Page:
“I wonder why we cannot speed up the work of gender justice and aligned oppressions in the days and years ahead,” Fredrica Thompsett Harris, Mary Wolfe Professor Emerita of Historical Theology at Episcopal Divinity School, asked during her keynote address to a symposium that kicked off a day meant to celebrate the July 29, 1974, ordinations of 11 women deacons at Church of the Advocate here. “This would be one way to honor our courageous sisters and those who stood with them.”

The Rev. Merrill Bittner, the Rev. Alison Cheek, the Rev. Alla Bozarth, the Rev. Emily C. Hewitt, the Rev. Carter Heyward, the Rev. Suzanne R. Hiatt, the Rev. Marie Moorefield, the Rev. Jeanette Piccard, the Rev. Betty Bone Schiess, the Rev. Katrina Welles Swanson and the Rev. Nancy Hatch Wittig were ordained on that day in 1974, slightly more than two years before the General Convention of the Episcopal Church gave its explicit permission for women to become priests.

Retired Colorado Bishop Suffragan Daniel Corrigan, retired Pennsylvania Bishop Robert L. DeWitt and retired West Missouri Bishop Edward R. Welles II (Katrina Wells Swanson’s father) were the ordaining bishops. They were joined by Costa Rica Bishop Antonio Ramos, the only one of the four who then was exercising jurisdiction in the church. Ramos did not participate in the actual ordination, but joined in the laying on of hands.

The group “40 Years Ordained – 2,000 Years in Ministry”, organized by the Diocese of Pennsylvania in conjunction with others throughout the church, designed the July 26 celebration not just to mark the Philadelphia 11’s ordinations – and those of the Washington Four on Sept. 7, 1975, at St. Stephen and the Incarnation Episcopal Church in Washington, D.C. – but also to celebrate the ministry of all women, lay and ordained, in the past, present and future. The gathering included Holy Eucharist at Church of the Advocate, followed by a reception amid displays of various ministries in which women are engaged.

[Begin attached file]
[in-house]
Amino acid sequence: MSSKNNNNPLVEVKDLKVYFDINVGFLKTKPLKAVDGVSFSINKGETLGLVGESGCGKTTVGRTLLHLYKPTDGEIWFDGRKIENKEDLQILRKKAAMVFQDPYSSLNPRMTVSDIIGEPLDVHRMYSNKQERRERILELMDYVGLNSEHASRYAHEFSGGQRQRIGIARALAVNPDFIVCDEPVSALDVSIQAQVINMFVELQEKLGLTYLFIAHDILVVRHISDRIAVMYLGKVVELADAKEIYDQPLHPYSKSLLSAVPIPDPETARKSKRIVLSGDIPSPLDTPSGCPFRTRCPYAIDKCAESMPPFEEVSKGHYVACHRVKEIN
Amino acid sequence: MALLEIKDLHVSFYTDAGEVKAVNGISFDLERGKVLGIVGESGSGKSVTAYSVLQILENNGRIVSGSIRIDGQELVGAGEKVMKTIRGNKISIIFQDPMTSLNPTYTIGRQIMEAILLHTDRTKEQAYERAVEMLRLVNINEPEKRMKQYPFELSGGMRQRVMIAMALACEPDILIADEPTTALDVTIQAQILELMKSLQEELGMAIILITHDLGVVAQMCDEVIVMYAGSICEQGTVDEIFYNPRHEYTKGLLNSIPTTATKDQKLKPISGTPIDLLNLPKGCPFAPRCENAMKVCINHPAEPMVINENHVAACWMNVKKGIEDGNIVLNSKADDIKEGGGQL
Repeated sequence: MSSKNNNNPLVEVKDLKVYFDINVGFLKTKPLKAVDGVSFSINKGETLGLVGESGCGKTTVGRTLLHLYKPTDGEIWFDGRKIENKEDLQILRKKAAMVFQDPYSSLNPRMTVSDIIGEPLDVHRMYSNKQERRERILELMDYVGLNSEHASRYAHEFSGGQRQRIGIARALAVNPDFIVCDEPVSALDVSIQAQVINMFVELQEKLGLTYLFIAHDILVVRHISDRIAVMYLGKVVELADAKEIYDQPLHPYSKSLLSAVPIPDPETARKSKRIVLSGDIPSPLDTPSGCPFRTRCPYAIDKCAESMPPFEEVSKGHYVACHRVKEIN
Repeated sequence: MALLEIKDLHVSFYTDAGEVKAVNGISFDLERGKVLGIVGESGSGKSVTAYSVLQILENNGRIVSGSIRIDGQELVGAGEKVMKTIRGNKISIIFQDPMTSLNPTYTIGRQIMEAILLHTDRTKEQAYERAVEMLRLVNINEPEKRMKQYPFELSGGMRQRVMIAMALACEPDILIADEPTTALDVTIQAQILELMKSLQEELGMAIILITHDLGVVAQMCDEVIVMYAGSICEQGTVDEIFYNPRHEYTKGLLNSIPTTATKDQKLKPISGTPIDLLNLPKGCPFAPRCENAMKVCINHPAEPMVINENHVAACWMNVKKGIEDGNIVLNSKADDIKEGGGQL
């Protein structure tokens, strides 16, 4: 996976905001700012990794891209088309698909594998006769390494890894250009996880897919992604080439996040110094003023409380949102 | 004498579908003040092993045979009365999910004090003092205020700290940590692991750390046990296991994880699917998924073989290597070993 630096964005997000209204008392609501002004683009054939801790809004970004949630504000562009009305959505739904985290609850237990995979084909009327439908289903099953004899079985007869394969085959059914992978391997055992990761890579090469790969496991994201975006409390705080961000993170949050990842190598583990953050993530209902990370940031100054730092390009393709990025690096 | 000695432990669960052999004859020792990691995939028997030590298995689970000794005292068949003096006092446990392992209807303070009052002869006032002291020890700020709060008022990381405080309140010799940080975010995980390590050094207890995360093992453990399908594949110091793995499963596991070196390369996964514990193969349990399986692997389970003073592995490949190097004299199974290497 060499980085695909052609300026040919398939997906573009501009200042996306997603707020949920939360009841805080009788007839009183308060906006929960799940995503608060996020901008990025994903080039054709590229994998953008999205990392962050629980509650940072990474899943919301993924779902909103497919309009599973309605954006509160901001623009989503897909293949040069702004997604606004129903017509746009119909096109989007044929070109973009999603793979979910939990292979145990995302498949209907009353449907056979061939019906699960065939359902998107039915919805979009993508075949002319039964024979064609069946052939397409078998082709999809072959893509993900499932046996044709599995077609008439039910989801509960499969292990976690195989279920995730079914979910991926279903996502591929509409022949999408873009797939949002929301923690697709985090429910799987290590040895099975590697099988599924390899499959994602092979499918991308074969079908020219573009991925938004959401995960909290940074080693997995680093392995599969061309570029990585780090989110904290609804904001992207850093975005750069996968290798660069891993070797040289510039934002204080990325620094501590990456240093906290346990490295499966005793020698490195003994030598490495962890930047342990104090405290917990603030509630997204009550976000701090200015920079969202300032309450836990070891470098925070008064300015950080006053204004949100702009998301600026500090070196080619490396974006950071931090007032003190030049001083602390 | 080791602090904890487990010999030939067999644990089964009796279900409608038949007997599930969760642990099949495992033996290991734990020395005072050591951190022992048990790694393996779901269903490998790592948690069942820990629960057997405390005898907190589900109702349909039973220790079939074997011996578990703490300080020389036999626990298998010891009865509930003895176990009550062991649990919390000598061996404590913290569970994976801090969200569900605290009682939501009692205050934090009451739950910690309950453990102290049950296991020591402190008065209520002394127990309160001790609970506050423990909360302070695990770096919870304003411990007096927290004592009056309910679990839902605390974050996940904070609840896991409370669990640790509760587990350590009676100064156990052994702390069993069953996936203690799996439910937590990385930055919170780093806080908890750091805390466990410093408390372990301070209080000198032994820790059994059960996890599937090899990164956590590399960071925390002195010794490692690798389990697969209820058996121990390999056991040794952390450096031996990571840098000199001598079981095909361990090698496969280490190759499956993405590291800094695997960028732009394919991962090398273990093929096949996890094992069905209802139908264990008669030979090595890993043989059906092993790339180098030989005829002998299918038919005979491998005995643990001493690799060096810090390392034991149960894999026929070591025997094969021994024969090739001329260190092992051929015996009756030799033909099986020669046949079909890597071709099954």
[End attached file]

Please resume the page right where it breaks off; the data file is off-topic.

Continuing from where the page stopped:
Speeding up the progress towards gender justice and eliminating other interlocking oppressions would be a good way to honor the first women ordained to the priesthood in the Episcopal Church, says Fredrica Thompsett Harris, Mary Wolfe Professor Emerita of Historical Theology at Episcopal Divinity School, during her July 26 keynote address. Photo: Mary Frances Schjonberg/Episcopal News Service

“This celebration must not be honored by excluding others,” Harris Thompsett said during her keynote address. “It should not be sentimentalized by Hallmark [greeting] card theology, or trivialized by invoking a too-small God, a non-controversial, semi-engaged complacent divinity.”

She gave three challenges to the approximately 230 women and men who attended the symposium. The first was to honor the first ordinations of women by becoming “much more insistent advocates for baptism as being chief among Holy Orders,” warning against what she called “creepy theology out there in everyday use” which assumes that deacons, priests and bishops are somehow more connected to God and called to be more prophetic than lay people.

The second challenge was to live truly into the “embodied nature of Anglican theology” that emphasizes the goodness of all creation and the dwelling of the incarnate Christ in us and us in him. All people, she said, must claim their bodies “as sacred vehicles of spiritual authority.”